I have tried to write some verses; but I find I have nothing to say that has not been already perfectly said and perfectly sung in Adelaïde. I have so perfect an idea out of that song! The great Alps, a wonder in the starlight – the river, strong from the hills, and turbulent, and loudly audible at night – the country, a scented Frühlingsgarten of orchards and deep wood where the nightingales harbour – a sort of German flavour over all – and this love-drunken man, wandering on by sleeping village and silent town, pours out of his full heart, Einst, O Wunder, einst, etc. I wonder if I am wrong about this being the most beautiful and perfect thing in the world – the only marriage of really accordant words and music – both drunk with the same poignant, unutterable sentiment.
To-day in Glasgow my father went off on some business, and my mother and I wandered about for two hours. We had lunch together, and were very merry over what the people at the restaurant would think of us – mother and son they could not suppose us to be […].
Saturday. – And to-day it came – warmth, sunlight, and a strong, hearty living wind among the trees. I found myself a new being. My father and I went off a long walk, through a country most beautifully wooded and various, under a range of hills. You should have seen one place where the wood suddenly fell away in front of us down a long, steep hill between a double row of trees, with one small fair-haired child framed in shadow in the foreground; and when we got to the foot there was the little kirk and kirkyard of Irongray, among broken fields and woods by the side of the bright, rapid river. In the kirkyard there was a wonderful congregation of tombstones, upright and recumbent on four legs (after our Scotch fashion), and of flat-armed fir-trees.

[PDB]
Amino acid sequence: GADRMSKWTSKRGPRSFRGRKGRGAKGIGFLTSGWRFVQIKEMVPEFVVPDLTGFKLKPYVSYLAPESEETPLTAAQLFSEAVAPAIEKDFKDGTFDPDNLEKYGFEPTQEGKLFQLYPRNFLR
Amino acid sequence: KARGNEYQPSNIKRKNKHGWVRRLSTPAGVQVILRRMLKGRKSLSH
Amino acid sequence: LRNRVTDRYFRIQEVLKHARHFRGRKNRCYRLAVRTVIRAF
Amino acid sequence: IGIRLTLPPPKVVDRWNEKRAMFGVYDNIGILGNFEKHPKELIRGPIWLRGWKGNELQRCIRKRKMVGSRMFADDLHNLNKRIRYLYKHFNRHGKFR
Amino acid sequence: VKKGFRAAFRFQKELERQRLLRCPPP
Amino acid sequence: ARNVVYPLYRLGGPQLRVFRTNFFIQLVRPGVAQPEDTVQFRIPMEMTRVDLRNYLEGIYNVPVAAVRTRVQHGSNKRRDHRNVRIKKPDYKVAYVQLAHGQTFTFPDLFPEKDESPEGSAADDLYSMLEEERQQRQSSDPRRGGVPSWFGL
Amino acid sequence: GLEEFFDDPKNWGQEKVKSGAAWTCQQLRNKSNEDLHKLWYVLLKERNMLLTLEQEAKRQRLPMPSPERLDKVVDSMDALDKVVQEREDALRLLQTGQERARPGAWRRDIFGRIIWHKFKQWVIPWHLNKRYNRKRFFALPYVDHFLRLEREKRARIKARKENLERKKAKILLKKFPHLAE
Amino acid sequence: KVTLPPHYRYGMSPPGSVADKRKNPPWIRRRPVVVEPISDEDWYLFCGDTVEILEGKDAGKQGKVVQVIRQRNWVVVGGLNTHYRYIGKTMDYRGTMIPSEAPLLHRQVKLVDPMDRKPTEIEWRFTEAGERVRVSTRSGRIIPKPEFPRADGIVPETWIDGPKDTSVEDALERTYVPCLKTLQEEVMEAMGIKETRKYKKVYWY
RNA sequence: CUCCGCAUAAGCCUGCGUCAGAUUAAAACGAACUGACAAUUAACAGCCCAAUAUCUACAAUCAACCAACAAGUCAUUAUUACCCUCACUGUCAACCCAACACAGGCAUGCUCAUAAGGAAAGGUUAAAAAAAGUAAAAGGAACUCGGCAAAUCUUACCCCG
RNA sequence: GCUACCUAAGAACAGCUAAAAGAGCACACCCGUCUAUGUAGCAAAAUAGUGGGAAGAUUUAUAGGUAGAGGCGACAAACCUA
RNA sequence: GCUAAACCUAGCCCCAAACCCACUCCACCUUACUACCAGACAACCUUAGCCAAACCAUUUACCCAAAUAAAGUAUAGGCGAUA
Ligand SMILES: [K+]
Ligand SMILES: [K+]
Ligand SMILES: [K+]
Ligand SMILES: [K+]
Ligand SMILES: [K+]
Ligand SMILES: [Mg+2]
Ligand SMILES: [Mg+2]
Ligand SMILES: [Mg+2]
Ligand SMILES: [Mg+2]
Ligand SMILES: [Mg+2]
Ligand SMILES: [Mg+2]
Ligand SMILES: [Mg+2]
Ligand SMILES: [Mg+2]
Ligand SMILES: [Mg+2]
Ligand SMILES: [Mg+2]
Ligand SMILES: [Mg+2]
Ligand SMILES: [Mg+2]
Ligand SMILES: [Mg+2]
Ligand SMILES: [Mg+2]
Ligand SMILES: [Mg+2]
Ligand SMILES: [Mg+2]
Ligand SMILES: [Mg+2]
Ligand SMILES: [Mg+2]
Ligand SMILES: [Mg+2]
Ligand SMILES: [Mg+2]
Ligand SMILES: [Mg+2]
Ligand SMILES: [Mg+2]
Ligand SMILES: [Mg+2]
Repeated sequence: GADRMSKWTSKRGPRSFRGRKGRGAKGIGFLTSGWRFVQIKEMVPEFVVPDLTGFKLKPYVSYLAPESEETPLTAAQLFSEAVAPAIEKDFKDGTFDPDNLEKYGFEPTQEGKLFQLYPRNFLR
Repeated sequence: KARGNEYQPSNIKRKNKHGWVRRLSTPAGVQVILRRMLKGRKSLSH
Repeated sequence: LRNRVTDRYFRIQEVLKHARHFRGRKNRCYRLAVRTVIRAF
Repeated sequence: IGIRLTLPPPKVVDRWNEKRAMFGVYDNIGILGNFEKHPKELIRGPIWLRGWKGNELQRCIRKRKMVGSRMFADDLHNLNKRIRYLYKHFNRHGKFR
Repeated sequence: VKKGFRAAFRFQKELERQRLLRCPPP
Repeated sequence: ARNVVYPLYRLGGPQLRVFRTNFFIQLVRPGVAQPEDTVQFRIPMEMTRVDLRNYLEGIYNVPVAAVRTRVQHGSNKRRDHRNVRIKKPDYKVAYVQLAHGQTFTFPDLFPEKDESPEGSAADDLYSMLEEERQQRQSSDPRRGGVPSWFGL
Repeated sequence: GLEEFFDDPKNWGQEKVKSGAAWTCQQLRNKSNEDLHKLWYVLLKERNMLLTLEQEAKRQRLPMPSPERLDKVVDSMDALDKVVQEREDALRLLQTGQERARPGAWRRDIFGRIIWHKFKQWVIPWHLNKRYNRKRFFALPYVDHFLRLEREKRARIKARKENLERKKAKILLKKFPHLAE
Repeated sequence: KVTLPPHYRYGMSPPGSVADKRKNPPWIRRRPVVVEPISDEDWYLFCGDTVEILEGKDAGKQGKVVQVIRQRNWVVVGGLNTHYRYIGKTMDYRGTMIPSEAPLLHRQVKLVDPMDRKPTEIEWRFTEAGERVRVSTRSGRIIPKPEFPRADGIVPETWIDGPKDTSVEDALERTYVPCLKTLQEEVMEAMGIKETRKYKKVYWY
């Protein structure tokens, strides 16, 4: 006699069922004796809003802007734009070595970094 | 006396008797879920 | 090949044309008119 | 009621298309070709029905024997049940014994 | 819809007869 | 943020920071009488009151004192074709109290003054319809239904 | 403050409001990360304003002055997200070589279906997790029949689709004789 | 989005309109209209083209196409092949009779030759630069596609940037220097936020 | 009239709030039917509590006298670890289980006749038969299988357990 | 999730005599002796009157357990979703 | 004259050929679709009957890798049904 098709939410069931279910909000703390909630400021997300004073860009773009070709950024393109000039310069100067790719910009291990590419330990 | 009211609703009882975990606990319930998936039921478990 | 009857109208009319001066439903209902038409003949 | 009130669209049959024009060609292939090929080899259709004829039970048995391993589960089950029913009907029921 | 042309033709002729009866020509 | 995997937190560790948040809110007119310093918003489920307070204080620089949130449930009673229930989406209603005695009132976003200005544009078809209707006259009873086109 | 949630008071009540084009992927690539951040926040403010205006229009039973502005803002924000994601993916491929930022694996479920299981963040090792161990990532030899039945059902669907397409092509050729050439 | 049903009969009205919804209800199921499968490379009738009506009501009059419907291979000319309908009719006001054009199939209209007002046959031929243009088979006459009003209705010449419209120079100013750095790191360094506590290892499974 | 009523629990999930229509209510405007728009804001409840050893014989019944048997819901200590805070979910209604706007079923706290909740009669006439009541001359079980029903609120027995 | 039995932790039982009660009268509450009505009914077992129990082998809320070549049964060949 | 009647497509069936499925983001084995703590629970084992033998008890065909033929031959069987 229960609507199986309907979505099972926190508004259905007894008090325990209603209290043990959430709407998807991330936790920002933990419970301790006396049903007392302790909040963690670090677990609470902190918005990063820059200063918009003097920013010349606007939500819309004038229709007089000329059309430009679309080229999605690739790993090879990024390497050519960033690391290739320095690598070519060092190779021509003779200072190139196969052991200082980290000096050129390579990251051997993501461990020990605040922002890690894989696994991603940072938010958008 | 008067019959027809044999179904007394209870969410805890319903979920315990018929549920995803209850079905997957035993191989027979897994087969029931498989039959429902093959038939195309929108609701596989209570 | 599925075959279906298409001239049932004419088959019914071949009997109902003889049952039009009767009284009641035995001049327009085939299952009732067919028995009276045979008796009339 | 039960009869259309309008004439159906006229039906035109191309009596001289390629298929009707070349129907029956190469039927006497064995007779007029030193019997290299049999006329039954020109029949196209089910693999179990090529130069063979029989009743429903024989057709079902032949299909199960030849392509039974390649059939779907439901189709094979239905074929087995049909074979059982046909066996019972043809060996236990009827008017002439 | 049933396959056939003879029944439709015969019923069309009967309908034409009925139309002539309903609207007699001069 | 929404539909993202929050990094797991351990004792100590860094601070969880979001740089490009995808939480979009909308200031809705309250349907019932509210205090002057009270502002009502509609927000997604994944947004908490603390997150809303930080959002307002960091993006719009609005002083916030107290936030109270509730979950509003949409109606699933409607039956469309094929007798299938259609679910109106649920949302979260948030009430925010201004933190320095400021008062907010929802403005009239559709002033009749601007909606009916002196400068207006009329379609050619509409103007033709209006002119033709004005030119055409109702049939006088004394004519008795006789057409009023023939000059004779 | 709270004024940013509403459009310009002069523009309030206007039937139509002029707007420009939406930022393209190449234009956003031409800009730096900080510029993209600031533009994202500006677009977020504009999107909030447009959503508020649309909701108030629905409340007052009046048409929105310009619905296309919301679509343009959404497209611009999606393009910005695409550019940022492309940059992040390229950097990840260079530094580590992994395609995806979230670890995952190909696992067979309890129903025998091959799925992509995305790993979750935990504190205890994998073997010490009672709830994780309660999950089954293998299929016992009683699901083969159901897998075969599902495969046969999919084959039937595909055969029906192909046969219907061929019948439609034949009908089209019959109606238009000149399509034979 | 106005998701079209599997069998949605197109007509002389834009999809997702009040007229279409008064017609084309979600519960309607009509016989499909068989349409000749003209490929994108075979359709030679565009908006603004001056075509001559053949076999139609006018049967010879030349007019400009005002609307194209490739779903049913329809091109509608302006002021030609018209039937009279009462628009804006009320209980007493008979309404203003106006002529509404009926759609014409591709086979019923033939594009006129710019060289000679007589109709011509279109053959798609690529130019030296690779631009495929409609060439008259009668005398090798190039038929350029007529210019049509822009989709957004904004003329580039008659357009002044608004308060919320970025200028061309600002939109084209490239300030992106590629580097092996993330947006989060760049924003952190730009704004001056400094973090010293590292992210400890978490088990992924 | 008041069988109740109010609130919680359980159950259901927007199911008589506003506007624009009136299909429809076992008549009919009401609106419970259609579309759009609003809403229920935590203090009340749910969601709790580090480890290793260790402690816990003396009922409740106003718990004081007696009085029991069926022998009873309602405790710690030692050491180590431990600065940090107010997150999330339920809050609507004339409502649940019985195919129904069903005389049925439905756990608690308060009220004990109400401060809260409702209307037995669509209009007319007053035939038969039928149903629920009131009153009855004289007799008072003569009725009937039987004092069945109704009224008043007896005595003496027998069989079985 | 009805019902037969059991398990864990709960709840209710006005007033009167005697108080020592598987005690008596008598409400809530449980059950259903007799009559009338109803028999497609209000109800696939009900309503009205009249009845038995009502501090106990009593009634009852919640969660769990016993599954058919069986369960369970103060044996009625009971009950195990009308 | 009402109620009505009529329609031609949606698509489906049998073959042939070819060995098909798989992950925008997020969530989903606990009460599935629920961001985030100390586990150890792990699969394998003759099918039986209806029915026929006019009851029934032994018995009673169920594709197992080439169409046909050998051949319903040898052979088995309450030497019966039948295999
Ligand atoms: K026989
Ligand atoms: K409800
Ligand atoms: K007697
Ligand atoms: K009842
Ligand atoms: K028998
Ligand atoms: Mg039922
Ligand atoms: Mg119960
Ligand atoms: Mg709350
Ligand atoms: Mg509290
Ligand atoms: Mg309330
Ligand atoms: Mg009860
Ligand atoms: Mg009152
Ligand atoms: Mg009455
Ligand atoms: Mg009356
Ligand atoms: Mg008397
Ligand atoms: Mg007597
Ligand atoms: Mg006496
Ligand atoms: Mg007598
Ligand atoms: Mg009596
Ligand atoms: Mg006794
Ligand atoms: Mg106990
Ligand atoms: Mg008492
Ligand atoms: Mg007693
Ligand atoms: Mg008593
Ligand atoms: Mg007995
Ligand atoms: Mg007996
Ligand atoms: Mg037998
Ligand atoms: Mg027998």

One gravestone was erected by Scott (at a cost, I learn, of £ 70) to the poor woman who served him as heroine in the Heart of Midlothian, and the inscription in its stiff, Jedediah Cleishbotham fashion is not without something touching.
We went up the stream a little further to where two Covenanters lie buried in an oakwood; the tombstone (as the custom is) containing the details of their grim little tragedy in funnily bad rhyme, one verse of which sticks in my memory:-
‘We died, their furious rage to stay,
Near to the kirk of Iron-gray.’
We then fetched a long compass round about through Holywood Kirk and Lincluden ruins to Dumfries. But the walk came sadly to grief as a pleasure excursion before our return.
Sunday. – Another beautiful day. My father and I walked into Dumfries to church. When the service was done I noted the two halberts laid against the pillar of the churchyard gate; and as I had not seen the little weekly pomp of civic dignitaries in our Scotch country towns for some years, I made my father wait. You should have seen the provost and three bailies going stately away down the sunlit street, and the two town servants strutting in front of them, in red coats and cocked hats, and with the halberts most conspicuously shouldered.
We saw Burns’s house – a place that made me deeply sad – and spent the afternoon down the banks of the Nith. I had not spent a day by a river since we lunched in the meadows near Sudbury. The air was as pure and clear and sparkling as spring water; beautiful, graceful outlines of hill and wood shut us in on every side; and the swift, brown river fled smoothly away from before our eyes, rippled over with oily eddies and dimples. White gulls had come up from the sea to fish, and hovered and flew hither and thither among the loops of the stream.
By good fortune, too, it was a dead calm between my father and me. Do you know, I find these rows harder on me than ever. I get a funny swimming in the head when they come on that I had not before – and the like when I think of them. […]